And they’ll buy – if not now then in the future.
Finally there’s everyone else, people who haven’t heard of you at this point, and have little interest in who you are or what you’re doing. They might never move closer to the centre of the circle, but you need to create messaging for them too, because they could get curious, and your aim is to build the awareness and brand recognition required to sink into their subconscious for when they need to access it – to become, ideally, the generic and verbified exemplar of your category.
Everything you create for these people also supports what you’re doing for those closer too you as well. When someone in your inner circle sees a news article about you on a popular site, they’ll glow with pride to be in the know, and part of something important.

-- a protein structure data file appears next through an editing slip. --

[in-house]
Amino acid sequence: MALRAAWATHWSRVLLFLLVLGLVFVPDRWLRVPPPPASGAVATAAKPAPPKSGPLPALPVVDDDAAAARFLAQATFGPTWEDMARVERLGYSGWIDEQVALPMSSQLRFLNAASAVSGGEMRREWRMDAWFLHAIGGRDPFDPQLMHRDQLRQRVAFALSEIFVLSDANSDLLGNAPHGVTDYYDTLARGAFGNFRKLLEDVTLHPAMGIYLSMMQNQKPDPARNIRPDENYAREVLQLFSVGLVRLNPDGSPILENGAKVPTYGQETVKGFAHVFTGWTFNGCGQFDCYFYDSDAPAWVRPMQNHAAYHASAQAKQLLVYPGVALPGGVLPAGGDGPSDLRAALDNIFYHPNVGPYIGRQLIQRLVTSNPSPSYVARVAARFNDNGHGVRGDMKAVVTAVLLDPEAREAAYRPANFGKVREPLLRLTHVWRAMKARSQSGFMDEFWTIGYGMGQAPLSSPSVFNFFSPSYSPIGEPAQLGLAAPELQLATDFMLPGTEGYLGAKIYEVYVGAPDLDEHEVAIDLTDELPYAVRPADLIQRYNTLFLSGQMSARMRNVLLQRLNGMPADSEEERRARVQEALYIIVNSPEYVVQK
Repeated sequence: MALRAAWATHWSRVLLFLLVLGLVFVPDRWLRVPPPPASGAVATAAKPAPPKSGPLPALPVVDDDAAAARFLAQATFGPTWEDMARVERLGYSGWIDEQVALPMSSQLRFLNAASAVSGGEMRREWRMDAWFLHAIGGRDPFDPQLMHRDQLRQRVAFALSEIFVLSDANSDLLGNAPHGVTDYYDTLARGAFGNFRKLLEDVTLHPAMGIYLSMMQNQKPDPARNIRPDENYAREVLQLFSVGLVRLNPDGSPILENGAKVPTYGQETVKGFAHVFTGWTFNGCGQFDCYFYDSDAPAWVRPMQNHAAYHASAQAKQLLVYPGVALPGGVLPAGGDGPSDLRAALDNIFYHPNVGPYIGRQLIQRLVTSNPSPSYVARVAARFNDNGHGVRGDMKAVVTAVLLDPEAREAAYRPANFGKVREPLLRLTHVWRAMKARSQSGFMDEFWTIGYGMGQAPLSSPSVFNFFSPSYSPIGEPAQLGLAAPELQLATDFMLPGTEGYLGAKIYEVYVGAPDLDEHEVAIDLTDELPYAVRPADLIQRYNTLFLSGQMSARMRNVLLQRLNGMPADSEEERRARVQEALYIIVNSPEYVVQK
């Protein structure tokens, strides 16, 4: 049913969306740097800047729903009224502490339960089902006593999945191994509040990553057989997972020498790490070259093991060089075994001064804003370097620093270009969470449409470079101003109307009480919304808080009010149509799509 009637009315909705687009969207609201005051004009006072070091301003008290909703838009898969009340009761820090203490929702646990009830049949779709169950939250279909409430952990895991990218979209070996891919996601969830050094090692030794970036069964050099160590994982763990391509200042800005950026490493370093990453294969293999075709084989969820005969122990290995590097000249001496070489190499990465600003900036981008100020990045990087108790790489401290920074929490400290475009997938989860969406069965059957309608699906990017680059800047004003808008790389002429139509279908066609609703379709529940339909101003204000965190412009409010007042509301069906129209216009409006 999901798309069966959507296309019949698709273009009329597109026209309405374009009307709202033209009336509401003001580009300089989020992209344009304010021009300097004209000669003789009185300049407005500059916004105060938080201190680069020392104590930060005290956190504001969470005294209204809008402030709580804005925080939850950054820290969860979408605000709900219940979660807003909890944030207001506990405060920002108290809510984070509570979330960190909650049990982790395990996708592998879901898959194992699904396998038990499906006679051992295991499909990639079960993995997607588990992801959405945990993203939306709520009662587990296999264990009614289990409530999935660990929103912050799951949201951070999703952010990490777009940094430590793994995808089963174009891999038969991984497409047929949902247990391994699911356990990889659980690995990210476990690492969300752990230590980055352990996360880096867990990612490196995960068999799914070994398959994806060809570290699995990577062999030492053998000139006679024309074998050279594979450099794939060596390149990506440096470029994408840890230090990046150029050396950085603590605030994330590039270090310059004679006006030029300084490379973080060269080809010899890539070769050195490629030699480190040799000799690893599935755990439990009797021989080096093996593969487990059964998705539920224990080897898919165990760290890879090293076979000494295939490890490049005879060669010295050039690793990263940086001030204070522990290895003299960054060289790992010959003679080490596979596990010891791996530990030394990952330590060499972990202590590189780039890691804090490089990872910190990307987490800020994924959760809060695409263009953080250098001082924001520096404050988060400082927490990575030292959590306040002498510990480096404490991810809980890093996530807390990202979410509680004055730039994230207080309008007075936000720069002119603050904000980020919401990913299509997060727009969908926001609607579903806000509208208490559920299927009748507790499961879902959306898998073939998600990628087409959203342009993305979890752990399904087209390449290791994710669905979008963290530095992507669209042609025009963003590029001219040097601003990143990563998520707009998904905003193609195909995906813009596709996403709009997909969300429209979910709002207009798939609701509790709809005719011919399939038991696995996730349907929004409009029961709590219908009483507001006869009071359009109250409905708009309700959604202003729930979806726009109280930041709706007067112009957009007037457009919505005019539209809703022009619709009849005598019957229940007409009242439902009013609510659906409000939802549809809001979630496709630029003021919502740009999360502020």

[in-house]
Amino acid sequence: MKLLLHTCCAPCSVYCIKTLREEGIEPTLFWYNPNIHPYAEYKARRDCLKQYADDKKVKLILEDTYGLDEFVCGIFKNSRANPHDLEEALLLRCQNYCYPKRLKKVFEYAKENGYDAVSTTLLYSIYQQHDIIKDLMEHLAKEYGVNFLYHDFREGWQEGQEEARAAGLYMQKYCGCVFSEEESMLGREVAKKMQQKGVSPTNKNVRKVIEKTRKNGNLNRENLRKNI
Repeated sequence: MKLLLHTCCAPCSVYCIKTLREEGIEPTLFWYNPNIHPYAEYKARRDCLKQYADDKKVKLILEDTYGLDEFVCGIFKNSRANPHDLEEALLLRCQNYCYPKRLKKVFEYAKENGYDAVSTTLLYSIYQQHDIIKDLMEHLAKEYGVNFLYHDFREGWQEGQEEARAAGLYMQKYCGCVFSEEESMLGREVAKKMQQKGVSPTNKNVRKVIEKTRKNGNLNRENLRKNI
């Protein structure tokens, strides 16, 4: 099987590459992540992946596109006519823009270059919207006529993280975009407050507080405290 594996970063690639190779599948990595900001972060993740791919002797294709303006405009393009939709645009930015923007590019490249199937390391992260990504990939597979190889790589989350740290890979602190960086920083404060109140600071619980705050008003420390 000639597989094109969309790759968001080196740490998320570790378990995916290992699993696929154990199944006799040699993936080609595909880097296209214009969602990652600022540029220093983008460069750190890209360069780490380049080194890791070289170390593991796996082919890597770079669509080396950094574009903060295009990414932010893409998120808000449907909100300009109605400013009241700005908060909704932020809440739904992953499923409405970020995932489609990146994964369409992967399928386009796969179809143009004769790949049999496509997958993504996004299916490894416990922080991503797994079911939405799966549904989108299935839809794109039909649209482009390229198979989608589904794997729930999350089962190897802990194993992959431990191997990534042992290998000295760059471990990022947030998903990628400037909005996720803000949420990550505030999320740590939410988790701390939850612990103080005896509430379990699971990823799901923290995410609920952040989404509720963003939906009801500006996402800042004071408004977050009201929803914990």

… And Multiple Modes
We live in an onmi-screen world where we could drown in incoming content, if we didn’t all learn to manage it and be selective. We’re all learning that we can choose and curate how we engage with anything from friends to brands, and sometimes we want to do that in real time – such as tuning in for your AMA or discussing a code update in a live chat – and at other times, we’ll bookmark that article or video to enjoy later on.
So your brand messaging needs to cater to this expectation, from the Netflix culture, that your content can be consumed on their terms, and via a mix of asynchronous and synchronous channels.